The daughter of a former NSW premier is sentenced. The Daily Telegraph yesterday:
“Harriet Wran will walk free from jail within three weeks, after being sentenced to two years in jail for accessory after the fact of murder and robbery in company.”
The Tele on July 10:
“The day after the murder of Daniel McNulty, fugitives Harriet Wran and her boyfriend Michael Lee stunned their housemate when they retreated to his bedroom to have ‘very loud’ sex after watching a news report about the killing.”
Same paper, on March 13:
“Lonely in an isolated jail cell, Harriet Wran penned a heartfelt letter to a former boyfriend saying she wished she could live in a world where the drug ice didn’t exist …
“In the letter, Wran also complained about “getting fat” in jail but was “super excited” about the prospect of being allowed to study a degree in ancient history by correspondence while behind bars.”
There’s more, but let’s leave it there. The Sydney Morning Herald yesterday:
“In sentencing Wran on Tuesday, Justice Ian Harrison was scathing about the ‘humiliating’ media attention Wran had received particularly in The Daily Telegraph and The Sunday Telegraph.”
Justice Ian Harrison’s judgement yesterday:
“The articles and allegations within them were picked up and repeated in other news organisations including online versions of The Sydney Morning Herald and The Daily Mail. Ms Wran is not able to anticipate when or if this gratuitous campaign will end.
“The media interest has focused on Ms Wran’s family background and her physical appearance. The intense media attention is disproportionate to her involvement in the relevant events. She submitted that it is therefore appropriate significantly to mitigate her sentence in these circumstances …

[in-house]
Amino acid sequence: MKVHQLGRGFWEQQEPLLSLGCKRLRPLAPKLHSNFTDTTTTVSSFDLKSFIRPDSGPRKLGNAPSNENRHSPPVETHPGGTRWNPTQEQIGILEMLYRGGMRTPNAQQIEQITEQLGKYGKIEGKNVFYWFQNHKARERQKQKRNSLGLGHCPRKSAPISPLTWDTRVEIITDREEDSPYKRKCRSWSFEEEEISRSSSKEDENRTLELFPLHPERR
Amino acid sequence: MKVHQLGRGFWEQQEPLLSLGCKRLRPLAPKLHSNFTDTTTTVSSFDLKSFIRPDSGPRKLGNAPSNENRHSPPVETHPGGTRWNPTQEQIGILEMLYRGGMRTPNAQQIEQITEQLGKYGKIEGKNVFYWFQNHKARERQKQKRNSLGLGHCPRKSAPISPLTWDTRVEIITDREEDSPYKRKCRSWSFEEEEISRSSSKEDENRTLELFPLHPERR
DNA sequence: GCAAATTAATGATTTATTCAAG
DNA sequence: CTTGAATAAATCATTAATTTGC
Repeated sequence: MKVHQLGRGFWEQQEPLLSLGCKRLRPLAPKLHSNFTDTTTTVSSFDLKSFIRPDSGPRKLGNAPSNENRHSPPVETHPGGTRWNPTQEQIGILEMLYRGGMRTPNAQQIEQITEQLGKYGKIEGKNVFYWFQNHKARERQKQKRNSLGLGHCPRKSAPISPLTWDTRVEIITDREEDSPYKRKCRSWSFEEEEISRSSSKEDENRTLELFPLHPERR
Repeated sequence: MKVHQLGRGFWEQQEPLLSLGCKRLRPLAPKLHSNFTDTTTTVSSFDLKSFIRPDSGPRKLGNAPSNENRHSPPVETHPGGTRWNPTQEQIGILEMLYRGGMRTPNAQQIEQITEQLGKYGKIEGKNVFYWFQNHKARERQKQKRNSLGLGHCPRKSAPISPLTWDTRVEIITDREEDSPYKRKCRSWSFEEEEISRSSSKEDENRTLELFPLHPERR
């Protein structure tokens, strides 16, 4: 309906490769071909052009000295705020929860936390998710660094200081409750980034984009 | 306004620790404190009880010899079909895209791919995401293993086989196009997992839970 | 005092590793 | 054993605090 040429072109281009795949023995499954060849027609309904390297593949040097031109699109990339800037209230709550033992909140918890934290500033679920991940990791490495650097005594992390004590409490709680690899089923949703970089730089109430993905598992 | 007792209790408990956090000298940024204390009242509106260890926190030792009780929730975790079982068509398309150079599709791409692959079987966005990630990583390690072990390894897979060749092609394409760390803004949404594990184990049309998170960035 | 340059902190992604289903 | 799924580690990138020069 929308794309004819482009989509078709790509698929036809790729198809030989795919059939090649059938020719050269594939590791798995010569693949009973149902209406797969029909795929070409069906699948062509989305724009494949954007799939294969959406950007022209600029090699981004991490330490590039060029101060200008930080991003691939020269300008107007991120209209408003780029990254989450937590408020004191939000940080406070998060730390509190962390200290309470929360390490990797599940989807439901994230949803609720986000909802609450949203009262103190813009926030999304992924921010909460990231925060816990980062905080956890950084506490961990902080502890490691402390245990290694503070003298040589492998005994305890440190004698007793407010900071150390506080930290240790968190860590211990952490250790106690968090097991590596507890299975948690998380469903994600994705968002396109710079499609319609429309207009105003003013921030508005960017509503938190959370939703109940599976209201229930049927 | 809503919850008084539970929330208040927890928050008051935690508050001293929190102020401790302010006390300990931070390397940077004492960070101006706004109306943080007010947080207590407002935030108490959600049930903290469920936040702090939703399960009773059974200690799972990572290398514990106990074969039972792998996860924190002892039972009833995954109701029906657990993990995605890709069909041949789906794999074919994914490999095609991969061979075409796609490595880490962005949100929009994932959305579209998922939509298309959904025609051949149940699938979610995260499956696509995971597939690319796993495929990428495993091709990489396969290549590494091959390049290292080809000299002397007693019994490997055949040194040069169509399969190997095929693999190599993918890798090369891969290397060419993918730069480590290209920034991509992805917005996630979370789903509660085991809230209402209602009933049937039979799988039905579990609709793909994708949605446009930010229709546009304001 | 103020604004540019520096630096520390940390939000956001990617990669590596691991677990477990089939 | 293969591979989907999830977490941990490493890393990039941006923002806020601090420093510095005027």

“In my opinion the publication of these egregious articles warrants the imposition of a sentence that takes account … the unavoidable spectre of enduring damage to her reputation.”
So the Tele bears part of the blame for the brevity of Wran’s sentence. The paper responds:
“[R]ather than the wrath of the court being brought down on the guilty party, it was The Daily Telegraph and sister publication The Sunday Telegraph that suddenly found themselves on trial.
“’Ms Wran has been subjected to a sustained and unpleasant campaign by some of the daily newspapers circulating in Sydney,’ said Judge Harrison. With the greatest of respect, we would submit that neither The Daily Telegraph nor The Sunday Telegraph have ever been involved in anything as sustained and unpleasant as the murderous assault that left Daniel McNulty dead …
“[W]e stand by our reporting and the presentation of that reporting … [W]e do not believe it is the court’s role to consider questions of media taste.
“That is the public’s role, and they deliver verdicts every day through newspaper sales and website views.”
Meanwhile, from another ruling by Harrison on why he opposed News Corp’s bid for access to those who provided the court with references for Wran:
“I have no confidence, based upon the newspaper’s past performance, that it will not proceed to treat Ms Wran’s referees in the same unpleasant and misleading fashion in which it has already treated her. One could be excused for forming the view that The Daily Telegraph has some form of vendetta against Ms Wran. There is no reason to assume that, if the opportunity arose, her referees might not also soon become victims of the very same campaign.”